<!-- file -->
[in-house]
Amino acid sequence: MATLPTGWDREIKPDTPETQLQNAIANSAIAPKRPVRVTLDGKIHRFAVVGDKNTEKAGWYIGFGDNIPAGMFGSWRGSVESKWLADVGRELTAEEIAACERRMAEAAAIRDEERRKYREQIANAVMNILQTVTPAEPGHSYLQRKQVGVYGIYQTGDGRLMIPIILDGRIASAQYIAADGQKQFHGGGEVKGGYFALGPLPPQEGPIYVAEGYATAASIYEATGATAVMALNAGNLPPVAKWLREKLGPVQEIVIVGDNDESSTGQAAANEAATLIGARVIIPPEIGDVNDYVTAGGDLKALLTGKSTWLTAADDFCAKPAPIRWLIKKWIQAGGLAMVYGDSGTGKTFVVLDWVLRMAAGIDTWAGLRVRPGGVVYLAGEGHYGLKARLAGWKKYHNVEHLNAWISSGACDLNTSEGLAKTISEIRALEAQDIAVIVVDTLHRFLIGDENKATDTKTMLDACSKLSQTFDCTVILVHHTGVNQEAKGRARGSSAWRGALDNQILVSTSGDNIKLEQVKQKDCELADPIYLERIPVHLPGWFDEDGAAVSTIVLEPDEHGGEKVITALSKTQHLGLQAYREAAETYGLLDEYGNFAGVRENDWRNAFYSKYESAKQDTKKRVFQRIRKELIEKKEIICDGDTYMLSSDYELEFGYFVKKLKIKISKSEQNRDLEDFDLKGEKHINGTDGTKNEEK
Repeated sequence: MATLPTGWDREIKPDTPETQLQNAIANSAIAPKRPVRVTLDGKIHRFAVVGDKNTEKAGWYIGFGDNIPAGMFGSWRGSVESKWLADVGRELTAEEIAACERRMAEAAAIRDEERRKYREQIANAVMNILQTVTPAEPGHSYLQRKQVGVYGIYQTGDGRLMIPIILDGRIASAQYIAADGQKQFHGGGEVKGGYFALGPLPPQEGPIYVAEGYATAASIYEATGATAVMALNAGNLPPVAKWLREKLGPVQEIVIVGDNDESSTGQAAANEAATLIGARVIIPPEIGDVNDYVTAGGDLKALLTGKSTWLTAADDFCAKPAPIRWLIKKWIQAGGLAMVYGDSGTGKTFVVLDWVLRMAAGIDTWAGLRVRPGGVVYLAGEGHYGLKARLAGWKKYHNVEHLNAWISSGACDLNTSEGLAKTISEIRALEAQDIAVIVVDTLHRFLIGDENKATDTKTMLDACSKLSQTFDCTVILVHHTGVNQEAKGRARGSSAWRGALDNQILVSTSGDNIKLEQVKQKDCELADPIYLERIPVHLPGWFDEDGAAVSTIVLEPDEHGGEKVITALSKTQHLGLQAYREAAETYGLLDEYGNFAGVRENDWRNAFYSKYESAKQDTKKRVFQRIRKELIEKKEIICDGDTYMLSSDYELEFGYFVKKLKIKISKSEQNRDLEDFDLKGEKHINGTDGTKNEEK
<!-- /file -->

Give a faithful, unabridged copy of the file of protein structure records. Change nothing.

[in-house]
Amino acid sequence: MATLPTGWDREIKPDTPETQLQNAIANSAIAPKRPVRVTLDGKIHRFAVVGDKNTEKAGWYIGFGDNIPAGMFGSWRGSVESKWLADVGRELTAEEIAACERRMAEAAAIRDEERRKYREQIANAVMNILQTVTPAEPGHSYLQRKQVGVYGIYQTGDGRLMIPIILDGRIASAQYIAADGQKQFHGGGEVKGGYFALGPLPPQEGPIYVAEGYATAASIYEATGATAVMALNAGNLPPVAKWLREKLGPVQEIVIVGDNDESSTGQAAANEAATLIGARVIIPPEIGDVNDYVTAGGDLKALLTGKSTWLTAADDFCAKPAPIRWLIKKWIQAGGLAMVYGDSGTGKTFVVLDWVLRMAAGIDTWAGLRVRPGGVVYLAGEGHYGLKARLAGWKKYHNVEHLNAWISSGACDLNTSEGLAKTISEIRALEAQDIAVIVVDTLHRFLIGDENKATDTKTMLDACSKLSQTFDCTVILVHHTGVNQEAKGRARGSSAWRGALDNQILVSTSGDNIKLEQVKQKDCELADPIYLERIPVHLPGWFDEDGAAVSTIVLEPDEHGGEKVITALSKTQHLGLQAYREAAETYGLLDEYGNFAGVRENDWRNAFYSKYESAKQDTKKRVFQRIRKELIEKKEIICDGDTYMLSSDYELEFGYFVKKLKIKISKSEQNRDLEDFDLKGEKHINGTDGTKNEEK
Repeated sequence: MATLPTGWDREIKPDTPETQLQNAIANSAIAPKRPVRVTLDGKIHRFAVVGDKNTEKAGWYIGFGDNIPAGMFGSWRGSVESKWLADVGRELTAEEIAACERRMAEAAAIRDEERRKYREQIANAVMNILQTVTPAEPGHSYLQRKQVGVYGIYQTGDGRLMIPIILDGRIASAQYIAADGQKQFHGGGEVKGGYFALGPLPPQEGPIYVAEGYATAASIYEATGATAVMALNAGNLPPVAKWLREKLGPVQEIVIVGDNDESSTGQAAANEAATLIGARVIIPPEIGDVNDYVTAGGDLKALLTGKSTWLTAADDFCAKPAPIRWLIKKWIQAGGLAMVYGDSGTGKTFVVLDWVLRMAAGIDTWAGLRVRPGGVVYLAGEGHYGLKARLAGWKKYHNVEHLNAWISSGACDLNTSEGLAKTISEIRALEAQDIAVIVVDTLHRFLIGDENKATDTKTMLDACSKLSQTFDCTVILVHHTGVNQEAKGRARGSSAWRGALDNQILVSTSGDNIKLEQVKQKDCELADPIYLERIPVHLPGWFDEDGAAVSTIVLEPDEHGGEKVITALSKTQHLGLQAYREAAETYGLLDEYGNFAGVRENDWRNAFYSKYESAKQDTKKRVFQRIRKELIEKKEIICDGDTYMLSSDYELEFGYFVKKLKIKISKSEQNRDLEDFDLKGEKHINGTDGTKNEEK